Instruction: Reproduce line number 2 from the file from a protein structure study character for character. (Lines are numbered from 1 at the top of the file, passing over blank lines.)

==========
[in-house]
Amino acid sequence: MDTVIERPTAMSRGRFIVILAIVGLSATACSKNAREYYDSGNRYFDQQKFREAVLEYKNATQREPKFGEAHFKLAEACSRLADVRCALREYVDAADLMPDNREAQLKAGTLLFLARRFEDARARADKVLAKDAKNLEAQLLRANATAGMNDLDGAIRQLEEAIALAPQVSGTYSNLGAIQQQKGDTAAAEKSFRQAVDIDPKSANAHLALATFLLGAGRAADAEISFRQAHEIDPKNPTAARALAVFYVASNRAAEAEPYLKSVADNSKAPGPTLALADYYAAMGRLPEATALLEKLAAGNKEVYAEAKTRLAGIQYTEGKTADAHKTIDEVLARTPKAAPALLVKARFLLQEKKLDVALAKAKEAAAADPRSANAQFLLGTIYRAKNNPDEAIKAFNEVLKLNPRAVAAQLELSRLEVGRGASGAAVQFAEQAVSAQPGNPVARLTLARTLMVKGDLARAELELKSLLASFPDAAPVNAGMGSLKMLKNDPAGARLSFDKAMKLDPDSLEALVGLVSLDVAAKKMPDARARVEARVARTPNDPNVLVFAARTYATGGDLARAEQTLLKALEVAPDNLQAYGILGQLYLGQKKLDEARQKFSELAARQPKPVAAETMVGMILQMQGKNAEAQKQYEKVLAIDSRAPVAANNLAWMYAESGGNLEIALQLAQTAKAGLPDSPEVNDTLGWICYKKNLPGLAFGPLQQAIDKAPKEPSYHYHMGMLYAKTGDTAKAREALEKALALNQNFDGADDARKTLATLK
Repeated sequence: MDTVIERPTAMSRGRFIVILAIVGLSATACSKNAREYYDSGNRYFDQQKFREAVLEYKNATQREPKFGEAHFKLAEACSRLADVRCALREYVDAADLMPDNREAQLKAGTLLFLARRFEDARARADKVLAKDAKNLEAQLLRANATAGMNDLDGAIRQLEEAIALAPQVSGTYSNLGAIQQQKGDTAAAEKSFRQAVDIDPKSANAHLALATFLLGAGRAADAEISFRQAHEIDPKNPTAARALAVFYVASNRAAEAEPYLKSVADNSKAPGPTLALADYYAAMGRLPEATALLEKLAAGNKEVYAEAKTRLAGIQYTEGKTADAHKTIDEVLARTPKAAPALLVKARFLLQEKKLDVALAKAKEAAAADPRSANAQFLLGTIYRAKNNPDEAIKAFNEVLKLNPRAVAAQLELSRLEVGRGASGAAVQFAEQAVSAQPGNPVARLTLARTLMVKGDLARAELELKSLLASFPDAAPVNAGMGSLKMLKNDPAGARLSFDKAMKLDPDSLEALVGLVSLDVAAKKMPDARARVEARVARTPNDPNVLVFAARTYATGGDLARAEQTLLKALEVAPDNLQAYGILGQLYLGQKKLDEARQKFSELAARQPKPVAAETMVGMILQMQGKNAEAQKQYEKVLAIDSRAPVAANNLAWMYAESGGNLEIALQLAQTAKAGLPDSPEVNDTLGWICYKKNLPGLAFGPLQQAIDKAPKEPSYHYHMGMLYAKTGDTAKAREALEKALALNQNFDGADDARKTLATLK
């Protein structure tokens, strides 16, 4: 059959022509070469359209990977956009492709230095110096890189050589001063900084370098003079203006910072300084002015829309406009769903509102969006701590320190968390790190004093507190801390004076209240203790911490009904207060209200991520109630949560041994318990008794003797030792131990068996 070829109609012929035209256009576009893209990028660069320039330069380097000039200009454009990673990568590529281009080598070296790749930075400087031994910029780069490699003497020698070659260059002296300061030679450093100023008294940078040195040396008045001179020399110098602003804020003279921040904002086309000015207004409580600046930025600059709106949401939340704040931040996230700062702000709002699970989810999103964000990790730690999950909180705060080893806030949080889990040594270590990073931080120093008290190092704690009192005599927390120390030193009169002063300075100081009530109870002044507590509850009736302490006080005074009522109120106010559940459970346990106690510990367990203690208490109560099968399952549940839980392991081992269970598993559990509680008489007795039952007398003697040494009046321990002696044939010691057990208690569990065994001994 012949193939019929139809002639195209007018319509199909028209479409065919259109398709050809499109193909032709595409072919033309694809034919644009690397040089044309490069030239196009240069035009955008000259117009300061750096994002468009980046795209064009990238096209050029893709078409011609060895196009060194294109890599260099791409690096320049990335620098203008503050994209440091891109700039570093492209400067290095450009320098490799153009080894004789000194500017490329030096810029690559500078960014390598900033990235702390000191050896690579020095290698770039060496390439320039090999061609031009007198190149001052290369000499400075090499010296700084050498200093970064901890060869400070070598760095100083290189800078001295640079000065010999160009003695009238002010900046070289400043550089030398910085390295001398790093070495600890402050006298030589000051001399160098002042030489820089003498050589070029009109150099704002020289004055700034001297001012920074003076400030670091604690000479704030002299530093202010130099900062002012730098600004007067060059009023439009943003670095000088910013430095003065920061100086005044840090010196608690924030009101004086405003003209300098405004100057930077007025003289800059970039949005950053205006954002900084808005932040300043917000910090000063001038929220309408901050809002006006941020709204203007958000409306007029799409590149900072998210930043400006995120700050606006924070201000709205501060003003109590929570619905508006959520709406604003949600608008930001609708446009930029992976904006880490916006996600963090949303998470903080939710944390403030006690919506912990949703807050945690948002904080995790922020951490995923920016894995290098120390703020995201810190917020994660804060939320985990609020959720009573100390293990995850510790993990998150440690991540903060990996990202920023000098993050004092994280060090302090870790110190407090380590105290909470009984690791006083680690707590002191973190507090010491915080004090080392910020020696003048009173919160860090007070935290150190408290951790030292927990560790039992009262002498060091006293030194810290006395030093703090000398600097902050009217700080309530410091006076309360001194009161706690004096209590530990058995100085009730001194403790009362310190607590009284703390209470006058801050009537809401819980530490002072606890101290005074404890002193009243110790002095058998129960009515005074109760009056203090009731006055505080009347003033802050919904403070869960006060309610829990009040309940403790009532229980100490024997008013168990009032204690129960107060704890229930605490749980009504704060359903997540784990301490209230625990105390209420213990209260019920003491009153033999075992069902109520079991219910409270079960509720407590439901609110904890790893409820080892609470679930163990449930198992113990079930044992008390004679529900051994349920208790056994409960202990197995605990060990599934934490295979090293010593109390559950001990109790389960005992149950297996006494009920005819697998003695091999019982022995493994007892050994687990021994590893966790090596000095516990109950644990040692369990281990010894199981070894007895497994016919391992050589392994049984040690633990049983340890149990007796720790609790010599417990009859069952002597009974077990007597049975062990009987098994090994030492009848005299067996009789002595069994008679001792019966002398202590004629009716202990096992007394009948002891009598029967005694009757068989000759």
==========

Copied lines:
Amino acid sequence: MDTVIERPTAMSRGRFIVILAIVGLSATACSKNAREYYDSGNRYFDQQKFREAVLEYKNATQREPKFGEAHFKLAEACSRLADVRCALREYVDAADLMPDNREAQLKAGTLLFLARRFEDARARADKVLAKDAKNLEAQLLRANATAGMNDLDGAIRQLEEAIALAPQVSGTYSNLGAIQQQKGDTAAAEKSFRQAVDIDPKSANAHLALATFLLGAGRAADAEISFRQAHEIDPKNPTAARALAVFYVASNRAAEAEPYLKSVADNSKAPGPTLALADYYAAMGRLPEATALLEKLAAGNKEVYAEAKTRLAGIQYTEGKTADAHKTIDEVLARTPKAAPALLVKARFLLQEKKLDVALAKAKEAAAADPRSANAQFLLGTIYRAKNNPDEAIKAFNEVLKLNPRAVAAQLELSRLEVGRGASGAAVQFAEQAVSAQPGNPVARLTLARTLMVKGDLARAELELKSLLASFPDAAPVNAGMGSLKMLKNDPAGARLSFDKAMKLDPDSLEALVGLVSLDVAAKKMPDARARVEARVARTPNDPNVLVFAARTYATGGDLARAEQTLLKALEVAPDNLQAYGILGQLYLGQKKLDEARQKFSELAARQPKPVAAETMVGMILQMQGKNAEAQKQYEKVLAIDSRAPVAANNLAWMYAESGGNLEIALQLAQTAKAGLPDSPEVNDTLGWICYKKNLPGLAFGPLQQAIDKAPKEPSYHYHMGMLYAKTGDTAKAREALEKALALNQNFDGADDARKTLATLK